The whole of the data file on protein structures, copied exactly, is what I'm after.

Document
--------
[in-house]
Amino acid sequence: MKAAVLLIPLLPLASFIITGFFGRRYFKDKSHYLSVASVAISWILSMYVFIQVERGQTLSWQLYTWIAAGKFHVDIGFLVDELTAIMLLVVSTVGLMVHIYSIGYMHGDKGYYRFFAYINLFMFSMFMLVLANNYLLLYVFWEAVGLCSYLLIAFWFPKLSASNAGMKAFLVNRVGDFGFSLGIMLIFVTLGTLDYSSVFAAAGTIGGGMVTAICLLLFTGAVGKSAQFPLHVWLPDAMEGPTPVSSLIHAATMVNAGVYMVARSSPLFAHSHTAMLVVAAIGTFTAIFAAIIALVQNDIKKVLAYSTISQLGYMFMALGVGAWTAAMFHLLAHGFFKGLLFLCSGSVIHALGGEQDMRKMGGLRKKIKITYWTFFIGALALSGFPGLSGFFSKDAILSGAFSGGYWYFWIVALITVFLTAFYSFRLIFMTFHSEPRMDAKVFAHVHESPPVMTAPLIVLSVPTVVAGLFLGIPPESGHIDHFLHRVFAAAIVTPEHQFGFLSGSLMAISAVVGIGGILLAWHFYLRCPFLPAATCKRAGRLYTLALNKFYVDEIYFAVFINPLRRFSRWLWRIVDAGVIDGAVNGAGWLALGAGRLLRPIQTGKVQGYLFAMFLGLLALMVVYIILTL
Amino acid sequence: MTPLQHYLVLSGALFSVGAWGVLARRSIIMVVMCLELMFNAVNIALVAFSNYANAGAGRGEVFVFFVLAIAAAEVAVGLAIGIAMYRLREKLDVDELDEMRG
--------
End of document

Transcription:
[in-house]
Amino acid sequence: MKAAVLLIPLLPLASFIITGFFGRRYFKDKSHYLSVASVAISWILSMYVFIQVERGQTLSWQLYTWIAAGKFHVDIGFLVDELTAIMLLVVSTVGLMVHIYSIGYMHGDKGYYRFFAYINLFMFSMFMLVLANNYLLLYVFWEAVGLCSYLLIAFWFPKLSASNAGMKAFLVNRVGDFGFSLGIMLIFVTLGTLDYSSVFAAAGTIGGGMVTAICLLLFTGAVGKSAQFPLHVWLPDAMEGPTPVSSLIHAATMVNAGVYMVARSSPLFAHSHTAMLVVAAIGTFTAIFAAIIALVQNDIKKVLAYSTISQLGYMFMALGVGAWTAAMFHLLAHGFFKGLLFLCSGSVIHALGGEQDMRKMGGLRKKIKITYWTFFIGALALSGFPGLSGFFSKDAILSGAFSGGYWYFWIVALITVFLTAFYSFRLIFMTFHSEPRMDAKVFAHVHESPPVMTAPLIVLSVPTVVAGLFLGIPPESGHIDHFLHRVFAAAIVTPEHQFGFLSGSLMAISAVVGIGGILLAWHFYLRCPFLPAATCKRAGRLYTLALNKFYVDEIYFAVFINPLRRFSRWLWRIVDAGVIDGAVNGAGWLALGAGRLLRPIQTGKVQGYLFAMFLGLLALMVVYIILTL
Amino acid sequence: MTPLQHYLVLSGALFSVGAWGVLARRSIIMVVMCLELMFNAVNIALVAFSNYANAGAGRGEVFVFFVLAIAAAEVAVGLAIGIAMYRLREKLDVDELDEMRG